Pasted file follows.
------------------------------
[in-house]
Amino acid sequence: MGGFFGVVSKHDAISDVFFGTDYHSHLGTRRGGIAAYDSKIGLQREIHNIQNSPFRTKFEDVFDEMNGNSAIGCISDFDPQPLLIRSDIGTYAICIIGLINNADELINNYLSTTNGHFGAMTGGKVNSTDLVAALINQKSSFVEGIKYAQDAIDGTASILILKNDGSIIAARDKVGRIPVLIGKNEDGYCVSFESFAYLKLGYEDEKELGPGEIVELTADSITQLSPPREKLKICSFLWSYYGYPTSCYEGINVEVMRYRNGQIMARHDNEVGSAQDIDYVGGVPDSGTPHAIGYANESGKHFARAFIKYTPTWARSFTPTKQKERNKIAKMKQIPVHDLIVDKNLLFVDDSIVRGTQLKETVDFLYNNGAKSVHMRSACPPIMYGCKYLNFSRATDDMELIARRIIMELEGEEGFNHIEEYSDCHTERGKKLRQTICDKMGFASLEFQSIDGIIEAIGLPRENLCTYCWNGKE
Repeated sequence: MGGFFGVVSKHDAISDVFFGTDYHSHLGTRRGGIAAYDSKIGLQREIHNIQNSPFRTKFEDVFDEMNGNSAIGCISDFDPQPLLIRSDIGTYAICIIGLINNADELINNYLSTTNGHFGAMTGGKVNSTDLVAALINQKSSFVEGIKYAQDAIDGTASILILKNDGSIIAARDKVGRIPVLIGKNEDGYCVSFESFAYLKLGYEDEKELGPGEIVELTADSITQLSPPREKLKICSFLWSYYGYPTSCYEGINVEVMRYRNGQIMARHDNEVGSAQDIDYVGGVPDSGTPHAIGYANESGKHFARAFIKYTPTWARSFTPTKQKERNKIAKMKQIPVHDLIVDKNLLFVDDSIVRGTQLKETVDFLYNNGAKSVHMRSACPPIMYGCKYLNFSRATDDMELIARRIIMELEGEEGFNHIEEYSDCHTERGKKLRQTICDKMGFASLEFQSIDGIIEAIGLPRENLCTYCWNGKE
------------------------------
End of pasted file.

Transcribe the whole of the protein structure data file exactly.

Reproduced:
[in-house]
Amino acid sequence: MGGFFGVVSKHDAISDVFFGTDYHSHLGTRRGGIAAYDSKIGLQREIHNIQNSPFRTKFEDVFDEMNGNSAIGCISDFDPQPLLIRSDIGTYAICIIGLINNADELINNYLSTTNGHFGAMTGGKVNSTDLVAALINQKSSFVEGIKYAQDAIDGTASILILKNDGSIIAARDKVGRIPVLIGKNEDGYCVSFESFAYLKLGYEDEKELGPGEIVELTADSITQLSPPREKLKICSFLWSYYGYPTSCYEGINVEVMRYRNGQIMARHDNEVGSAQDIDYVGGVPDSGTPHAIGYANESGKHFARAFIKYTPTWARSFTPTKQKERNKIAKMKQIPVHDLIVDKNLLFVDDSIVRGTQLKETVDFLYNNGAKSVHMRSACPPIMYGCKYLNFSRATDDMELIARRIIMELEGEEGFNHIEEYSDCHTERGKKLRQTICDKMGFASLEFQSIDGIIEAIGLPRENLCTYCWNGKE
Repeated sequence: MGGFFGVVSKHDAISDVFFGTDYHSHLGTRRGGIAAYDSKIGLQREIHNIQNSPFRTKFEDVFDEMNGNSAIGCISDFDPQPLLIRSDIGTYAICIIGLINNADELINNYLSTTNGHFGAMTGGKVNSTDLVAALINQKSSFVEGIKYAQDAIDGTASILILKNDGSIIAARDKVGRIPVLIGKNEDGYCVSFESFAYLKLGYEDEKELGPGEIVELTADSITQLSPPREKLKICSFLWSYYGYPTSCYEGINVEVMRYRNGQIMARHDNEVGSAQDIDYVGGVPDSGTPHAIGYANESGKHFARAFIKYTPTWARSFTPTKQKERNKIAKMKQIPVHDLIVDKNLLFVDDSIVRGTQLKETVDFLYNNGAKSVHMRSACPPIMYGCKYLNFSRATDDMELIARRIIMELEGEEGFNHIEEYSDCHTERGKKLRQTICDKMGFASLEFQSIDGIIEAIGLPRENLCTYCWNGKE